Jump to content


Aliens might notice us if we shot a giant laser at them, study says

Topic Summary


Last Reply



TheWorldNewsOrg -
James Thomas Rook Jr. -

Top Posters

Recommended Posts

The problem is not the laser ... it's TARGETING the laser .

Even a highly collimated laser will spread out over 4.2 light years of travel,  just interacting with interstellar dust particles. That's why you have to START with a two megawatt laser beam.

Proxima b is a planet in the Centauri Star System, and as the Galaxy rotates, the star (Proxima Centauri) also has its parabolic orbit around the center of the galaxy., as well as any local motion. THEN, you have the planets orbit around the star you have to take into effect.

Basically the travel resembles an extremely small insect traveling inside the threads on a moving AND rolling screw or bolt.

The table has a motion, the bolt has a motion, and the screw threads (combined local motions) have their own point "A" to point "B trajectory.

THEN you have to calculate to the 1/2 minute where Proxima b will be 4.2 x 2 years in the FUTURE, and fire the laser NOW to intercept the planet 4.2 years from now, the laser traveling at the speed of light..... where the planet will be, not where it appears to be now ... which it isn't now.

What you are seeing now is ALREADY 4.2  years out of date ... the time it took the light to get to your telescope.

You will be firing the laser into empty space, seemingly at nothing in particular.

You will have to double the 4.2 light years, to 8.4 light years, which is only an approximation.   The actual calculations will have to have all the input accurate to 14 decimal places, and the calculations to 14 decimal places.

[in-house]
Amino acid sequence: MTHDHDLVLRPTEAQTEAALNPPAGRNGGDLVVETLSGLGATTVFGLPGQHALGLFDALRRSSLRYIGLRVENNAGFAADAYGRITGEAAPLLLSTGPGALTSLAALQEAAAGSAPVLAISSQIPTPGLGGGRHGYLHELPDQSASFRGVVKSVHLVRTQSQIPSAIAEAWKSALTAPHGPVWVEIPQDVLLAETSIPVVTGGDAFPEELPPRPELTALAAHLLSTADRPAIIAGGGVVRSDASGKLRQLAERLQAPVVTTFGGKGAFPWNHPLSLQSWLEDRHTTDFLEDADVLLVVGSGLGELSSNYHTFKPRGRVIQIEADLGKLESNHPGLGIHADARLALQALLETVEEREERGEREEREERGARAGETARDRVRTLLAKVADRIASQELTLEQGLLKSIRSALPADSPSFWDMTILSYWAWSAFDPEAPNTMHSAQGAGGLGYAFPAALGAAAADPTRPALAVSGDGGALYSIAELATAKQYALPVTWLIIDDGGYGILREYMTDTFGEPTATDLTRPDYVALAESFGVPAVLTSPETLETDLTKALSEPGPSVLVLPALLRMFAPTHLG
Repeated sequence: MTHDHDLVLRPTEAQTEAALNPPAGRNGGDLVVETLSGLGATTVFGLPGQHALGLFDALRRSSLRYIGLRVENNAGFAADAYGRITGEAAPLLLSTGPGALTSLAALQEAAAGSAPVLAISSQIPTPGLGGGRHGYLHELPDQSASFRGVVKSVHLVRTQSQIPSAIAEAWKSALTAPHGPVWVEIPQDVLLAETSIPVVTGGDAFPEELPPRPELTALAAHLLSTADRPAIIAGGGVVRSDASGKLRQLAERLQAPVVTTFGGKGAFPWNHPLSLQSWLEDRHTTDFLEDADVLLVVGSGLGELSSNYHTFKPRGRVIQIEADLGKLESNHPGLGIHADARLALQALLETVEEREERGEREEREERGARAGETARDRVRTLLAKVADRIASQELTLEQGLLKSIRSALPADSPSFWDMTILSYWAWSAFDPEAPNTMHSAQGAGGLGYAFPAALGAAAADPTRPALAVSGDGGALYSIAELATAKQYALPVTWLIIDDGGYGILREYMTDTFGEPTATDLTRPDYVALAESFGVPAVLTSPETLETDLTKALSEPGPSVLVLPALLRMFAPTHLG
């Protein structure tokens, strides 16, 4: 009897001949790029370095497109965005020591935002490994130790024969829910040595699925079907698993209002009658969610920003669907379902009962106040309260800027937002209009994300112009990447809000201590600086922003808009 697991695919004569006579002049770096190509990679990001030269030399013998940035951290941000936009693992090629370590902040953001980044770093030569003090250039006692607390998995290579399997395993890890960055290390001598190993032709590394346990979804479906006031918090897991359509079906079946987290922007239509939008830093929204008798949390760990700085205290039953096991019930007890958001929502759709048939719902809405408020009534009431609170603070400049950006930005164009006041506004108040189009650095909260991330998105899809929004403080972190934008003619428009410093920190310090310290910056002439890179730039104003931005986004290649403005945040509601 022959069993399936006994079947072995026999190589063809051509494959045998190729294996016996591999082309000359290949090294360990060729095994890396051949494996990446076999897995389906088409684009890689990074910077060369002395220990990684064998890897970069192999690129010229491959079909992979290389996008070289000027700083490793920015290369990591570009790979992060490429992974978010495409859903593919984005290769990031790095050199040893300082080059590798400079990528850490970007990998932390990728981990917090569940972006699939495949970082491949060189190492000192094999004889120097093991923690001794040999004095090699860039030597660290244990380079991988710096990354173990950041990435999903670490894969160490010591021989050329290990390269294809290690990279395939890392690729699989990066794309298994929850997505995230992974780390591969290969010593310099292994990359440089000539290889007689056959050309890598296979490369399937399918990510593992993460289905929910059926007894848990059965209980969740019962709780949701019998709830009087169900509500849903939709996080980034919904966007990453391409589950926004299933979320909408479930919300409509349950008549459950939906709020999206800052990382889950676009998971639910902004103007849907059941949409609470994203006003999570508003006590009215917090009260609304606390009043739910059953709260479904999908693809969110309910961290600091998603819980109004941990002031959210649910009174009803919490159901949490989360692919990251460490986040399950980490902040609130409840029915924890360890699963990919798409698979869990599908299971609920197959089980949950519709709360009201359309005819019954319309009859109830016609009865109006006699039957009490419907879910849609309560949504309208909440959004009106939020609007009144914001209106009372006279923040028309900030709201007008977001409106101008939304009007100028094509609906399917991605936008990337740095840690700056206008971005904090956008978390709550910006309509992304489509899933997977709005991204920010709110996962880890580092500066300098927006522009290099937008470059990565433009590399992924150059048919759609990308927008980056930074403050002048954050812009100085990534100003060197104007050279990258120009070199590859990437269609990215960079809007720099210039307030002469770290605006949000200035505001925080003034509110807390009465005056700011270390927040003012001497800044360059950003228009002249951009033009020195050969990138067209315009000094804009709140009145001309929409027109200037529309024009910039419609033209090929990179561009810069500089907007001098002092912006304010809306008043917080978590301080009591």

Roughly equivalent to a person firing  a rifle from Virginia southward to Florida, and someone from Florida firing a rifle northward to Virginia, and having the bullets meet in mid air, and stick together.


Share this post

Link to post
Share on other sites

You know how long it would take a radio telescope to find Voyager One, launched in 1977, and now in interstellar space, still transmitting with a 40 watt transmitter powered by a degraded nuclear heated thermocouple?

Just a few seconds, as it is the brightest radio emitter in the night sky.

Giant Suns are so far away, they are not.

Share this post

Link to post
Share on other sites

Create an account or sign in to comment

You need to be a member in order to leave a comment

Create an account

Sign up for a new account in our community. It's easy!

Register a new account

Sign in

Already have an account? Sign in here.

Sign In Now

  • Create New...

Important Information

Terms of Service Confirmation Terms of Use Privacy Policy Guidelines We have placed cookies on your device to help make this website better. You can adjust your cookie settings, otherwise we'll assume you're okay to continue.